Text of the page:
While the health benefits of kombucha are regularly advertised, many would be hard pressed to actually explain the health benefits of the drink. In the past, we've written articles that deal with some aspect of kombucha and health, such as the Kombucha Skin Care article, but that only focused on the skin.
So, what are the actual specific health benefits of drinking kombucha? Well, the answer lies within kombucha probiotics as the drink carries a host of healthy bacteria and yeast that can help in maintaining good health. Stick around and we'll tell you all about kombucha probiotics and its health benefits.
What are Probiotics?
You may have heard probiotics in a commercial about yogurt, and it is also something found in kombucha. To first understand the benefit of probiotics, it is important to understand how the body works.
While there are plenty of bad bacteria that cause disease and illness, there is also a host of good bacteria that we need to live. Our digestive system is a mixture of different types of bacteria that work in harmony to ensure proper digestion and overall good health. However, when there is an imbalance in the gut, it can lead to problems like indigestion and diarrhea. Yet, “Probiotics can act as gut-beneficial bacteria that create a physical barrier against unfriendly bacteria," according to Harvard Health.
Whenever you brew a batch of kombucha, a SCOBY is placed in a jar of starter tea and sugar is added to begin the fermentation process. The SCOBY is the source of the probiotics, the tiny little bacteria and yeast that eat the sugar in the starter tea to ferment the liquid into kombucha. After the kombucha is brewed, the probiotics are present in the drink and the probiotics themselves are the main health benefit to kombucha. Thus, kombucha probiotics is the primary reason why the drink is considered good for you.
Health Benefit of Probiotics
According to WebMD, “Probiotics are often called "good" or "helpful" bacteria because they help keep your gut healthy.” One health benefit of probiotics is that they "help send food through your gut by affecting nerves that control gut movement” (WebMD). It's clear that probiotics are very beneficial in aiding in proper digestion, which in turn helps maintain overall good health.
Moreover, probiotics can be especially helpful for those who take antibiotics: “Probiotics can also help offset the bacterial imbalance caused by taking antibiotics. Antibiotics kill good bacteria along with the harmful ones, often leading to gas, cramping or diarrhea" (Harvard Health). Consequently, people on medication should consume some probiotics, such as kombucha probiotics, in order to reestablish the balance in the digestive system. This can help combat some of the negative side effects of taking antibodies.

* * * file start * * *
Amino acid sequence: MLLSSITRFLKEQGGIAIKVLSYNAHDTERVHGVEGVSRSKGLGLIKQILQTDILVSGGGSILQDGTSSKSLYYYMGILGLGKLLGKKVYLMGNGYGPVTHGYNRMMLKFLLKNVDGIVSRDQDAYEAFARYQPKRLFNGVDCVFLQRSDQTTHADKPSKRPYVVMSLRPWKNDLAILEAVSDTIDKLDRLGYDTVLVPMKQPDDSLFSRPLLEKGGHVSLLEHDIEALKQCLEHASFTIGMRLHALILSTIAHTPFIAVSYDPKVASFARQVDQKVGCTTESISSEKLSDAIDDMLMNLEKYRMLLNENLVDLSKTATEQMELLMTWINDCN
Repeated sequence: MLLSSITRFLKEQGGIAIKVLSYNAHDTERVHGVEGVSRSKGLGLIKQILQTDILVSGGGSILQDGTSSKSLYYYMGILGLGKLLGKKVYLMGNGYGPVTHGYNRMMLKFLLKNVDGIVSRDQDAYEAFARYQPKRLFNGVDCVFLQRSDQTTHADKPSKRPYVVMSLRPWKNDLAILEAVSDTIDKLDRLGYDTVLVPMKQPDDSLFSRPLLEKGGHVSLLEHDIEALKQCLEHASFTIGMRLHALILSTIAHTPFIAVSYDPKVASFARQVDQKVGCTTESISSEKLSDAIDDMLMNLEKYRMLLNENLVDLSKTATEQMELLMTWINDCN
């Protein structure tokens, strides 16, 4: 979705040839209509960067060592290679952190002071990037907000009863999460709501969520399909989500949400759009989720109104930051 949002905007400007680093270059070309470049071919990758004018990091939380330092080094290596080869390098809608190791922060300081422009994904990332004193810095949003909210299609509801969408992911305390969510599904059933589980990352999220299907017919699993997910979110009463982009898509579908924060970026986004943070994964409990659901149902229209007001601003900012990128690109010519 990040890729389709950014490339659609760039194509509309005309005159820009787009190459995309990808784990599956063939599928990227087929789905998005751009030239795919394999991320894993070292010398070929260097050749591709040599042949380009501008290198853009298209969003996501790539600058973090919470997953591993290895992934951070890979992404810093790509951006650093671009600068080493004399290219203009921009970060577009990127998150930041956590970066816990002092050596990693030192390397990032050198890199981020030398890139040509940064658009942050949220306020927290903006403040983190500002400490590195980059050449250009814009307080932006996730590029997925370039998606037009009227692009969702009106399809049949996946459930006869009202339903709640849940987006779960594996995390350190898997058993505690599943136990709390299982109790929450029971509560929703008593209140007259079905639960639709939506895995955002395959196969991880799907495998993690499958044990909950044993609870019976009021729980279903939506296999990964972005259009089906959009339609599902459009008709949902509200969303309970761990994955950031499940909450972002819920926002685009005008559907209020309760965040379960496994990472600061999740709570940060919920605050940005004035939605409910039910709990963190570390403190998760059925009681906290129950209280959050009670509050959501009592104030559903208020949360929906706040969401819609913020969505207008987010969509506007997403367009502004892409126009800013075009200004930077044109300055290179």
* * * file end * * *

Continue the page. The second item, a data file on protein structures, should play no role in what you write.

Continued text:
Also, there is some research that suggests that probiotics can help combat more serious illnesses: "Potential benefits of probiotics have been seen in the treatment or prevention of many conditions such as diarrhea, irritable bowel syndrome, ulcerative colitis, and Crohn's disease” (Harvard Health). While there needs to be more research done to definitively confirm this benefit, it's obvious that probiotics and good digestion go together. Consequently, drinking kombucha on a regular basis seems to benefit one's health.
All Are Probiotics Created Equal?
It's important to remember that probiotics is an umbrella term that covers many different strains of bacteria. When it comes to kombucha, the three most common probiotics present are “Saccharomyces boulardii, Bacillus coagulans and Lactobacillus plantarum,” according to the American Society for Microbiology.
These strains of kombucha probiotics are important as “these microbes ferment the sugars in the beverage and produce end products that add to the flavor and carbonation. For example, lactic acid production by L. plantarum or B. coagulans adds tartness, and carbon dioxide released by S. boulardii makes drinks effervescent” (ASM). So, on top of being good for the body, these microbes are the reason kombucha has its distinct taste and fizz.
In fact, Lactobacillus is the most common probiotic strain found in foods such as yogurt. It is said that this strain of probiotics is especially helpful in fighting against indigestion and diarrhea (WebMd).
Don't Forget Moderation
While it's clear that kombucha probiotics are good for the body, it is always important to remember to enjoy kombucha in moderation. Even the healthiest thing can become unhealthy if overused.
Still, drinking kombucha in moderation is a great way to gain the probiotics you need, especiallly if you're not a fan of yogurt. So, if you want some enjoy some kombucha probiotics, head to your nearest supermarket and pick up a bottle. Or, if you want to be a bit more adventurous, you can brew your own kombucha. Our shop page has everything you need to get started.